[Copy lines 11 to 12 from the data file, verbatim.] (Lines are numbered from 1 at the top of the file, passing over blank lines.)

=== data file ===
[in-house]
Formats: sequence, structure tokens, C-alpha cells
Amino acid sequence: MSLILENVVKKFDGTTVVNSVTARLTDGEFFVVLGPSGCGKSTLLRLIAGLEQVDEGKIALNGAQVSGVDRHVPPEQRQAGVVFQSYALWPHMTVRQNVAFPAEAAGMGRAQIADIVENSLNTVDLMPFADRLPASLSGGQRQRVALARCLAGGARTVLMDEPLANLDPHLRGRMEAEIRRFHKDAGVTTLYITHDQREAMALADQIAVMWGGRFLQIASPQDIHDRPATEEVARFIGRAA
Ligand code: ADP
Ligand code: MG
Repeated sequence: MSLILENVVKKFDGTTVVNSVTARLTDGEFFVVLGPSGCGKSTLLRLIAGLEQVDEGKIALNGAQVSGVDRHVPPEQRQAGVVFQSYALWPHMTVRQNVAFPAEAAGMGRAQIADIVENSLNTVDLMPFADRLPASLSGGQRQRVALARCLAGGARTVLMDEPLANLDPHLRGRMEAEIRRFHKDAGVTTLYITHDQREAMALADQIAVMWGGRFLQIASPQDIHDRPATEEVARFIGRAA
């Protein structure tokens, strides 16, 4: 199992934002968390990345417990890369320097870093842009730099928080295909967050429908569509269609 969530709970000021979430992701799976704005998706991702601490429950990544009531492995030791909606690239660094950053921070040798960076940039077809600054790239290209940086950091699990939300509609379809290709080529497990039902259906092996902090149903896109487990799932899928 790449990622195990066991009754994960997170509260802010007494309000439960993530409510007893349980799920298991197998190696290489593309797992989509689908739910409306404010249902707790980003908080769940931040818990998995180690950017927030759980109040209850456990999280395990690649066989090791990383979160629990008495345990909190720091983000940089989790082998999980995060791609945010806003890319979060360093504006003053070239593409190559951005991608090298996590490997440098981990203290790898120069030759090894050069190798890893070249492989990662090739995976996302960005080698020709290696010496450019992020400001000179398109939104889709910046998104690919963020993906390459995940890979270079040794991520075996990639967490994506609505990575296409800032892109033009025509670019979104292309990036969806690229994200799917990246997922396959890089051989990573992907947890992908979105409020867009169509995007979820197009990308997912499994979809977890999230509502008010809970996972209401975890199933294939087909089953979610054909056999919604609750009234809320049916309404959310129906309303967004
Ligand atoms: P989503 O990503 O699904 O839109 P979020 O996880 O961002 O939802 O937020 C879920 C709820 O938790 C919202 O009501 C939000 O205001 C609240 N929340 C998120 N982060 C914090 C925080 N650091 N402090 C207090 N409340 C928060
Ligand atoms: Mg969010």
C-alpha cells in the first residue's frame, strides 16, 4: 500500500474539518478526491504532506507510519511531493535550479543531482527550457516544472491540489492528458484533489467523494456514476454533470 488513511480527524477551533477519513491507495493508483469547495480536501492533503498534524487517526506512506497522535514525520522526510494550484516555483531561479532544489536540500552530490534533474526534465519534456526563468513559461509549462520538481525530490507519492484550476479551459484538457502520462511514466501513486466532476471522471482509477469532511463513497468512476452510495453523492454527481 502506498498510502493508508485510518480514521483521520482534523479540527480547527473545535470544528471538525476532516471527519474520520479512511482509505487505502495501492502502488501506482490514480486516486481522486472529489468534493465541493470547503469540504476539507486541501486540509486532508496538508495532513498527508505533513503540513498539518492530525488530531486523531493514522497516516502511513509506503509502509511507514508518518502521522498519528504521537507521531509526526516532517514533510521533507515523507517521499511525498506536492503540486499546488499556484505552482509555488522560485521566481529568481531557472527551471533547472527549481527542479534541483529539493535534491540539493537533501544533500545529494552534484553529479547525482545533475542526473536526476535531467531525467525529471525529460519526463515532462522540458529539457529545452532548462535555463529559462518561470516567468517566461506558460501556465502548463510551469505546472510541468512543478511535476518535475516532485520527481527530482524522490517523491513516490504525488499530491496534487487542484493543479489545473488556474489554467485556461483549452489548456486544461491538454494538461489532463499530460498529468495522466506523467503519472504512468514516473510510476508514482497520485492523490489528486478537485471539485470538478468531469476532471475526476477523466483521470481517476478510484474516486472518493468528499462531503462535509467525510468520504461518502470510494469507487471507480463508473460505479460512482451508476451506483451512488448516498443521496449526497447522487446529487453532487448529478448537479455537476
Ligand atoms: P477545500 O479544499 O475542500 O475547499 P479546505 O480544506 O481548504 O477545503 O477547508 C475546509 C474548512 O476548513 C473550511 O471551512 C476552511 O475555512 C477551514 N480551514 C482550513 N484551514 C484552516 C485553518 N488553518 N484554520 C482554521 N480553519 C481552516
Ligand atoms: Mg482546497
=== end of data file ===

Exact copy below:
Ligand atoms: P477545500 O479544499 O475542500 O475547499 P479546505 O480544506 O481548504 O477545503 O477547508 C475546509 C474548512 O476548513 C473550511 O471551512 C476552511 O475555512 C477551514 N480551514 C482550513 N484551514 C484552516 C485553518 N488553518 N484554520 C482554521 N480553519 C481552516
Ligand atoms: Mg482546497